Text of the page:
III. Payment and Settlement Systems
5. e-Mandates on Cards for Recurring Payments – Enhancement of Limit
The framework on processing of e-mandate based recurring payments, inter-alia, provides for an Additional Factor of Authentication (AFA) during registration, sending a pre-debit notification, subsequent recurring transactions to be executed without AFA, and an easier avenue to withdraw such mandates. Benefits of convenience, safety and security are available to the users. The system also benefits from users’ confidence. Major banks are providing the facility and the transaction volumes are seeing good traction. Till date, over 6.25 crore mandates have been registered under this framework, including for over 3,400 international merchants. Requests have been received from stakeholders to increase the limit under the framework to facilitate payments of larger value like subscriptions, insurance premia, education fee, etc. To further augment customer convenience and leverage the benefits available under the framework, it is proposed to enhance the limit from ₹5,000 to ₹15,000 per recurring payment. Necessary instructions will be issued shortly.
6. Enhancements to Unified Payments In
Unified Payments Interface (UPI) – Linking of RuPay Credit Cards
UPI has become the most inclusive mode of payment in India. Currently, over 26 crore unique users and 5 crore merchants are onboarded on the UPI platform. In May 2022 alone, 594.63 crore transactions amounting to ₹10.40 lakh crore were processed through UPI. UPI currently facilitates transactions by linking Savings / Current Accounts through Debit Cards of users. The interoperability of PPIs has also facilitated access of PPIs to the UPI payment system for undertaking transactions. In order to further deepen the reach and usage, it is proposed to allow linking of credit cards to UPI. To start with Rupay credit cards will be enabled with this facility. This arrangement is expected to provide more avenues and convenience to the customers in making payments through UPI platform. This facility would be available after the required system development is complete. Necessary instructions will be issued to NPCI separately.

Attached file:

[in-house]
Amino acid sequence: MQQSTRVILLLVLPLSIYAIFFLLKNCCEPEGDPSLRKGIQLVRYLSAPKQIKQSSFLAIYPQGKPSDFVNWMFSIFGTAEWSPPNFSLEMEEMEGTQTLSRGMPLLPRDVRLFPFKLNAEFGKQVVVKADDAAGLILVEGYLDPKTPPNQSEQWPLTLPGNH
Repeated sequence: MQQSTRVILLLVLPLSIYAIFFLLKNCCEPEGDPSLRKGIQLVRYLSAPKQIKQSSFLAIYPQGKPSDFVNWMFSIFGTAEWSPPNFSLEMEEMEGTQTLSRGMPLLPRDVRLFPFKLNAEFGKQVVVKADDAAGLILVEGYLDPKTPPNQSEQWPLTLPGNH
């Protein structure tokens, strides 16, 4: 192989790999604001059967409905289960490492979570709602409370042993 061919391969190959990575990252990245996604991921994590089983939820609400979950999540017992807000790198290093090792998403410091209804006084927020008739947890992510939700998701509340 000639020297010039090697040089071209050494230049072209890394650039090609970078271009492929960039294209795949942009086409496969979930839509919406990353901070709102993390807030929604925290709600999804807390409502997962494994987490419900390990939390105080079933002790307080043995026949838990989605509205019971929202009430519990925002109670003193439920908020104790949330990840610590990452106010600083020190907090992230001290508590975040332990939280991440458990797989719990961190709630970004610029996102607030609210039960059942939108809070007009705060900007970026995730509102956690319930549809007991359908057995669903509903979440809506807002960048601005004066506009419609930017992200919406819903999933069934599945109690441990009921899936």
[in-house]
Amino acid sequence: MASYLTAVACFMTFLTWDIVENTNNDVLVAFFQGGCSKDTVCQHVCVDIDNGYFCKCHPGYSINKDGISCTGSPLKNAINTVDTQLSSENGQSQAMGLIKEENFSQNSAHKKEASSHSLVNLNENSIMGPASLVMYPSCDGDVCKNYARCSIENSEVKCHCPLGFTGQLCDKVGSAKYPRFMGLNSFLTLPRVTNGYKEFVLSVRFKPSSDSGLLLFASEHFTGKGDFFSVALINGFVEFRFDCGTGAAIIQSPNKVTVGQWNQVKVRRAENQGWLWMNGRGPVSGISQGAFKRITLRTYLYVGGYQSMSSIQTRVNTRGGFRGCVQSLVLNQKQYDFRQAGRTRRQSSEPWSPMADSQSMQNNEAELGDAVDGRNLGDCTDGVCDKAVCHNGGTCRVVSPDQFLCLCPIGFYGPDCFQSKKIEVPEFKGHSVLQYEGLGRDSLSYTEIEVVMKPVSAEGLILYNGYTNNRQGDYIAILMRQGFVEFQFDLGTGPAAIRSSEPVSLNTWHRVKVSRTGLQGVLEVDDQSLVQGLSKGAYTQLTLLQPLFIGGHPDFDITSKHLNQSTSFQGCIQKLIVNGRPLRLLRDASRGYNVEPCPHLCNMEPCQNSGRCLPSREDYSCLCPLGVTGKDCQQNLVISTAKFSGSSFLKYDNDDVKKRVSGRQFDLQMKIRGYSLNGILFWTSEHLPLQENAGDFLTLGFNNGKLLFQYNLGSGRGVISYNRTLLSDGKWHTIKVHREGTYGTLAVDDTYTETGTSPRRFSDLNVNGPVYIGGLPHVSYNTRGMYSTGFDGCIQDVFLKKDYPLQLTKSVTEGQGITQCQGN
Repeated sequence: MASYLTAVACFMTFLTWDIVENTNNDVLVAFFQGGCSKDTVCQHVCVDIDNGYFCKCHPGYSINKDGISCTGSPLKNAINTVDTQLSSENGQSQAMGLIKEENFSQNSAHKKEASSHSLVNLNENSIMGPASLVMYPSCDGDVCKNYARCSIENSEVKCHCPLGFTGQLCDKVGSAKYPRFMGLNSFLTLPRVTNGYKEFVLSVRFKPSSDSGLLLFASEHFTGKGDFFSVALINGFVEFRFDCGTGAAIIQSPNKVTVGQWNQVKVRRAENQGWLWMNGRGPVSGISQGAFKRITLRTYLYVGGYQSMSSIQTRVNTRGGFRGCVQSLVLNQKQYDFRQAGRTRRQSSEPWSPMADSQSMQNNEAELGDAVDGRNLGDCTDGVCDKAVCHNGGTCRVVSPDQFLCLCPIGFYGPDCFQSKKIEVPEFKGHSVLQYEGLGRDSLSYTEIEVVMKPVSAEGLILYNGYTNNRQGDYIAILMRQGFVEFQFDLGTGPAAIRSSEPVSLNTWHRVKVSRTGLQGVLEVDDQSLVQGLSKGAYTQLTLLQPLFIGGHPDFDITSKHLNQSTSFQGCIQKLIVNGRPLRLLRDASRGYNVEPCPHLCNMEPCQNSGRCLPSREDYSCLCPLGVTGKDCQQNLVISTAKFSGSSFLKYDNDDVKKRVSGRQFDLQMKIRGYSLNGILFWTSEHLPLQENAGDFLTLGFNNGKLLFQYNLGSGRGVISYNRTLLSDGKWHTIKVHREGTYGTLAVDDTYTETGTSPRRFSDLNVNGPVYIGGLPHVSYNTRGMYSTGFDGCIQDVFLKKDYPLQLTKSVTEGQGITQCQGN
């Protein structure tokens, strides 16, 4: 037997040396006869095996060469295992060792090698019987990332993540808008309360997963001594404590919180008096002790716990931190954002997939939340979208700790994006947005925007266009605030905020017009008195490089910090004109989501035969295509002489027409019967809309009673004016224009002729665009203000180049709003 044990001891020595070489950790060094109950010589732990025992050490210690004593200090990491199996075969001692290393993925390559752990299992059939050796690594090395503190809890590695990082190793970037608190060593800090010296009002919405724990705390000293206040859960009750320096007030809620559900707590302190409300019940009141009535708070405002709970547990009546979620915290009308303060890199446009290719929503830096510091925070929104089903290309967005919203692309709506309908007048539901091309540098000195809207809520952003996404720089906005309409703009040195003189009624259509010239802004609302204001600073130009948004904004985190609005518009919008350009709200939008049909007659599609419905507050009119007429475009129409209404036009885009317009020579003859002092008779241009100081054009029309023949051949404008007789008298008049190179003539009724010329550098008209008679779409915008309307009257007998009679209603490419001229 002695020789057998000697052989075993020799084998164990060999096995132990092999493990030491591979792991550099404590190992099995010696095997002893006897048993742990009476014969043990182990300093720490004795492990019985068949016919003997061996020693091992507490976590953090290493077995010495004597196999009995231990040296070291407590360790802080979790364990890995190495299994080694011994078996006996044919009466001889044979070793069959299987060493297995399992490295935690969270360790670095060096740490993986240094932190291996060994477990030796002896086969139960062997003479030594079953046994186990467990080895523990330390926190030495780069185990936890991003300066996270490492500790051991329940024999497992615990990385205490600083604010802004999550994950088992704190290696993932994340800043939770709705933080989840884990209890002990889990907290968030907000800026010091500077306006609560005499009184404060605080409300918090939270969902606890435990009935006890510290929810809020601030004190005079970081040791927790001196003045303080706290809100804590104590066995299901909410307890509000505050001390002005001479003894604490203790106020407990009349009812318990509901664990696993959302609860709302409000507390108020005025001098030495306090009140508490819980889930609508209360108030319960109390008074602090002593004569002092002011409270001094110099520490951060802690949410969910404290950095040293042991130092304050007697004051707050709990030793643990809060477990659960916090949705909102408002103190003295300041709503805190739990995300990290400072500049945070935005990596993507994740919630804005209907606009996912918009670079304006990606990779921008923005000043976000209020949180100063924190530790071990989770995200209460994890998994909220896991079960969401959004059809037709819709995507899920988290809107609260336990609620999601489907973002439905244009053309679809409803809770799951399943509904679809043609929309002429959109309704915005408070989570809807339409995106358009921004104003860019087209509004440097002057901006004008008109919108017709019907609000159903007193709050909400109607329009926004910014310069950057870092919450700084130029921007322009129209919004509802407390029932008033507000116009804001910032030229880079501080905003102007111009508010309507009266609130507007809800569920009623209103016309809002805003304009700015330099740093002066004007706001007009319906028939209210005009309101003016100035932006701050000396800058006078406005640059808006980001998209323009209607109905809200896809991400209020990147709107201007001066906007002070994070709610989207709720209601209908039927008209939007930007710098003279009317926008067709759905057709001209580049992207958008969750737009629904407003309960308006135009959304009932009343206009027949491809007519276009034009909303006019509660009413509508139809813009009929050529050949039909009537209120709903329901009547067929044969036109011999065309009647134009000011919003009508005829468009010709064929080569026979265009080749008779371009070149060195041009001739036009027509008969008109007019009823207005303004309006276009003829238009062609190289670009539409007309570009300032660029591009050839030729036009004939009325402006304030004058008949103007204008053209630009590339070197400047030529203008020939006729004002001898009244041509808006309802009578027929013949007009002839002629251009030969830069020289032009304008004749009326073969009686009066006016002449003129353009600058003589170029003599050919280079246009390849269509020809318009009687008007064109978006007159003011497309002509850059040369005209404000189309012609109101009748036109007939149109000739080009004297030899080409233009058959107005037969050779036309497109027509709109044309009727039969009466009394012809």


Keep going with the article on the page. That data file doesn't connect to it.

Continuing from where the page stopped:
7. Review of Payments Infrastructure Development Fund Scheme
The Payments Infrastructure Development Fund (PIDF) Scheme was operationalised by the Reserve Bank in January 2021 to incentivise the deployment of payment acceptance infrastructure such as physical Point of Sale (PoS), mPoS (mobile PoS), Quick Response (QR) codes in Tier-3 to 6 centres and North Eastern States. The Scheme had targeted 90 lakh Points of Sale (PoS) terminals and Quick Response (QR) codes to be deployed over three years (till end-2023). Beneficiaries of PM SVANidhi Scheme in Tier-1 and 2 centres were included in August 2021. As at end-April 2022, over 1.18 crore new touch points have been deployed under the Scheme.
It is now proposed to make modifications to the PIDF Scheme by, inter-alia, enhancing the subsidy amount, simplifying the subsidy claim process, etc. This is expected to further accelerate and augment the deployment of payment acceptance infrastructure in the targeted geographies. The amendments will be notified shortly.
Chief General Manager